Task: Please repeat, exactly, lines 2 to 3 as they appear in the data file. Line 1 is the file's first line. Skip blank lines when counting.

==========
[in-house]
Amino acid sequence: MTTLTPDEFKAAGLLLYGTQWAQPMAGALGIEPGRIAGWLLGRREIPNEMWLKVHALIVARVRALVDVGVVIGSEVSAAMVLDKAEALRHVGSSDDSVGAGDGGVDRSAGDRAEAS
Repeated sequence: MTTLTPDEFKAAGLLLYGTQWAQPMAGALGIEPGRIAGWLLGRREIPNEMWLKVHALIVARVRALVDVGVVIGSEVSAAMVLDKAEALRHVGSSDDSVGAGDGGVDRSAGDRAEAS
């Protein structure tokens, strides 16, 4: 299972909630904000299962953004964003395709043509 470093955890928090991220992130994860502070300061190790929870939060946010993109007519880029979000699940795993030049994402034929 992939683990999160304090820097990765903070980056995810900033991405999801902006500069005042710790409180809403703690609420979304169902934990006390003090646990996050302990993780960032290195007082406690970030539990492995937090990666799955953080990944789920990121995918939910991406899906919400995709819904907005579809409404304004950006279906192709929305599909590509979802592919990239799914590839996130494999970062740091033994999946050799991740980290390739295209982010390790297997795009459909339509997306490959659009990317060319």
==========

Amino acid sequence: MTTLTPDEFKAAGLLLYGTQWAQPMAGALGIEPGRIAGWLLGRREIPNEMWLKVHALIVARVRALVDVGVVIGSEVSAAMVLDKAEALRHVGSSDDSVGAGDGGVDRSAGDRAEAS
Repeated sequence: MTTLTPDEFKAAGLLLYGTQWAQPMAGALGIEPGRIAGWLLGRREIPNEMWLKVHALIVARVRALVDVGVVIGSEVSAAMVLDKAEALRHVGSSDDSVGAGDGGVDRSAGDRAEAS